I wish I were home to visit Parville. It enjoys a beautiful prospect and these gardens look magnificent.
Parville is situated adjacent to the parish church in Ballabeg and boasts some beautifully landscaped gardens which will be open to view by the public in early July, by kind permission of Mrs. Inga Pettit and the Caroline Pettit Trust.
Elevated from the main road and considered to be one of the most attractive landscape compositions on the Isle of Man, this is a rare opportunity to enjoy the recent alterations and embellishments to the gardens.
The main garden, separating the house from the road, was originally walled on all sides and likely to have been opened up by the Kelly family at the turn of the nineteenth century. Much of the recent work completed at Parville has been dedicated to the garden, including the creation of walks and new planting by Mrs. Pettit who is originally from Sweden. The gazebo was designed by her late husband, Stephen Pettit, and the Edwardian Lodge substantially, but sympathetically extended, using a design created by Anna Begbie from Architecture in Mann. There is much to see here including the stream which has been dammed to create a wildlife pond and beyond, over the bridge, a delightful walk through the scenic Parville Glen. It’s also possible to wander through the colourful Iris Meadow and walk through the wood near the entrance to the main house. New additions include a large wild flower meadow behind the village hall and two active bee hives.
Although the house itself is not open to the public it does, nevertheless, have some interesting historical background. Its early history is obscure, although a connection may be had with the Bishop’s Barony in the Middle Ages, but by the seventeenth century the house and adjoining farms were owned by the successful Parr family. John Parr became one of the Island’s Deemsters and wrote the only comprehensive book on Manx law which became known as Parr’s Abstract.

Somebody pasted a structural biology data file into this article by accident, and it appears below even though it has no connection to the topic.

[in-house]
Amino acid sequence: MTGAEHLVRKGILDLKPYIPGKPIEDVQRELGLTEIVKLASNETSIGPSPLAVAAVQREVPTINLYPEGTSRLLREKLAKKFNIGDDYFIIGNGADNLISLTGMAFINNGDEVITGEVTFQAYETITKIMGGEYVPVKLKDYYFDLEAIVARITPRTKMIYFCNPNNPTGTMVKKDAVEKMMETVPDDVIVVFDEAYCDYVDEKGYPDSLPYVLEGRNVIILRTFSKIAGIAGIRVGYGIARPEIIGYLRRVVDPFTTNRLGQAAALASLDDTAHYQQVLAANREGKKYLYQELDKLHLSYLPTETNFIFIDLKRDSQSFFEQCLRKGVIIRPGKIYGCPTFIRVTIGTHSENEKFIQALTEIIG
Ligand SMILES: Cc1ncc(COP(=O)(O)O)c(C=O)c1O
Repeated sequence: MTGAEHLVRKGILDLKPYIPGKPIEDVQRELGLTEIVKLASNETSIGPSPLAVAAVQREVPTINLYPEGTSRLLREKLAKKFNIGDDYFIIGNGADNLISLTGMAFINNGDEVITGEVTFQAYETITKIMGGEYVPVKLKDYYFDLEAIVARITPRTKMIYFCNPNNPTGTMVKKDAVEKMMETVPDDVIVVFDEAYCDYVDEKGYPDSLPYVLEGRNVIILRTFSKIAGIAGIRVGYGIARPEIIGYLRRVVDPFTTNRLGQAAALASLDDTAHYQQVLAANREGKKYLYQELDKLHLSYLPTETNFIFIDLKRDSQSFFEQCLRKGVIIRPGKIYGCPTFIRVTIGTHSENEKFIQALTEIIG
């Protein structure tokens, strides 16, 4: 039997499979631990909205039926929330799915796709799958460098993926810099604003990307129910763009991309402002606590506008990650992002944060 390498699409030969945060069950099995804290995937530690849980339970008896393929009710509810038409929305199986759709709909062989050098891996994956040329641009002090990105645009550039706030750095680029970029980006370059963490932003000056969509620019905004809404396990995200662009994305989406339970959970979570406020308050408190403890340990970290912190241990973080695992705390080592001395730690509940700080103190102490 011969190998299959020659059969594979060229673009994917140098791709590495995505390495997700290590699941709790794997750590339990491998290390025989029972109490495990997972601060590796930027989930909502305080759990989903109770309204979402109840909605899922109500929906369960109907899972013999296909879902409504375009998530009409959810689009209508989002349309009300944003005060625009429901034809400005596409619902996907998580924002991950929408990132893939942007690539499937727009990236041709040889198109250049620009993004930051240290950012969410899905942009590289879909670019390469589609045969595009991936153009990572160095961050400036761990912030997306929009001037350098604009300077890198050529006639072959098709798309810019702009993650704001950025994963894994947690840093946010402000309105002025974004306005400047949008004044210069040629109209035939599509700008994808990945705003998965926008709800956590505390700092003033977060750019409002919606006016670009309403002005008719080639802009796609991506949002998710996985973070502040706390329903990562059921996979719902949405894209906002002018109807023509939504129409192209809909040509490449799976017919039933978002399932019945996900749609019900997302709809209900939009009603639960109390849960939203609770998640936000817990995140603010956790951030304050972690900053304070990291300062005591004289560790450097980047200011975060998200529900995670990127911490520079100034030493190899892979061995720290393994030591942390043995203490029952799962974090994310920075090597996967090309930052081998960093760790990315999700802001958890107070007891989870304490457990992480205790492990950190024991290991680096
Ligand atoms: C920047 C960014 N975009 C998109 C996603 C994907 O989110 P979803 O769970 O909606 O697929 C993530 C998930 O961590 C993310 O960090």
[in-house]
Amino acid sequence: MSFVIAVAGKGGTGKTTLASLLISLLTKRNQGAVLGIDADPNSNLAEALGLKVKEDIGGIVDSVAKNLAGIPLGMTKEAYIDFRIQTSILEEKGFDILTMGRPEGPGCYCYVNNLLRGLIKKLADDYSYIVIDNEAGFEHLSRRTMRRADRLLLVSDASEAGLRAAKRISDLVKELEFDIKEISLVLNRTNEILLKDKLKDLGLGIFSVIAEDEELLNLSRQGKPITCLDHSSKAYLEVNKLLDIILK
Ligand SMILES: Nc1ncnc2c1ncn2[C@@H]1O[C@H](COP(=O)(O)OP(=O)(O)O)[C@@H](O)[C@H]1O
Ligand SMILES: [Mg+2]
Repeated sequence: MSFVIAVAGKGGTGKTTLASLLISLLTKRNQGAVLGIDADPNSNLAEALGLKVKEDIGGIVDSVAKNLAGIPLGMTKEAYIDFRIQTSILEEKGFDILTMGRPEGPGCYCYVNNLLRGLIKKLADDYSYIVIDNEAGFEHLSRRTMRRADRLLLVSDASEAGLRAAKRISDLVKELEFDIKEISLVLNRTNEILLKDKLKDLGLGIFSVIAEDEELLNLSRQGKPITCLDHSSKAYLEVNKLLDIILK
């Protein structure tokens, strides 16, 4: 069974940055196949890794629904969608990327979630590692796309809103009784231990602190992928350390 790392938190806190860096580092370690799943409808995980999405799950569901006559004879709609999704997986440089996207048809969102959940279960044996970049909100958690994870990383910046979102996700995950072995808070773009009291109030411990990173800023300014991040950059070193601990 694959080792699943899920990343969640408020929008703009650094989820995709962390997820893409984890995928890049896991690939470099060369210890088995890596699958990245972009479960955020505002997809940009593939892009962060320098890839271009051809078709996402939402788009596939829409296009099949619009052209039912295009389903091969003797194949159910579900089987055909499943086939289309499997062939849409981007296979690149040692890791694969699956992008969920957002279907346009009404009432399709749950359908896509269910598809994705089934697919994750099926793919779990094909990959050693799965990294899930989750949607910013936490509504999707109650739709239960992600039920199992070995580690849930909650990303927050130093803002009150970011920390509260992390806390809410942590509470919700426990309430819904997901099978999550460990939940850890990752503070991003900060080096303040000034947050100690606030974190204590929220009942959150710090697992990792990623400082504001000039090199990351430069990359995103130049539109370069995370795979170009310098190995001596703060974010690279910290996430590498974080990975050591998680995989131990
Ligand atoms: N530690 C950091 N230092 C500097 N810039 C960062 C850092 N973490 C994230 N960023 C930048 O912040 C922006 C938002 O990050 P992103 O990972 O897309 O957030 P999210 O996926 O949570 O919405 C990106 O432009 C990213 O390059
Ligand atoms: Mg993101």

Parville then passed through a succession of new owners, including Attorney General John Quillin in 1764. The property then passed down to his descendants in the Quirk family, where it became for some time the home of George Quirk who became both Water Bailiff and Secretary to the Lieutenant Governor. But financial difficulties forced the sale of the estate to the Castletown Waterworks Company, before the Clucas family of Lezayre took over ownership. Having plenty of residencies at their disposal the house and surrounding fields were sold to Irishman William Kelly in 1891, and after his departure in 1920 Parville went through a succession of owners before being bought by the Pettit family in 1996. The house had been subject to a number of alterations during its lifetime, not all of them compassionate, but Stephen Pettit began the colossal task of restoration, which is now being continued by his widow in conjunction with the Caroline Pettit Trust.
This valuable work is on-going with the design of a Parterre by Anna Begbie in place of a redundant greenhouse and beds of soft fruit, with a new kitchen garden under development in the field above the house.
2nd & 3rd July
2.00pm – 5.00pm
Entrance fee £3.50 (including refreshments)
(Courtesy of Manx Tails)
Valerie Caine © June 2011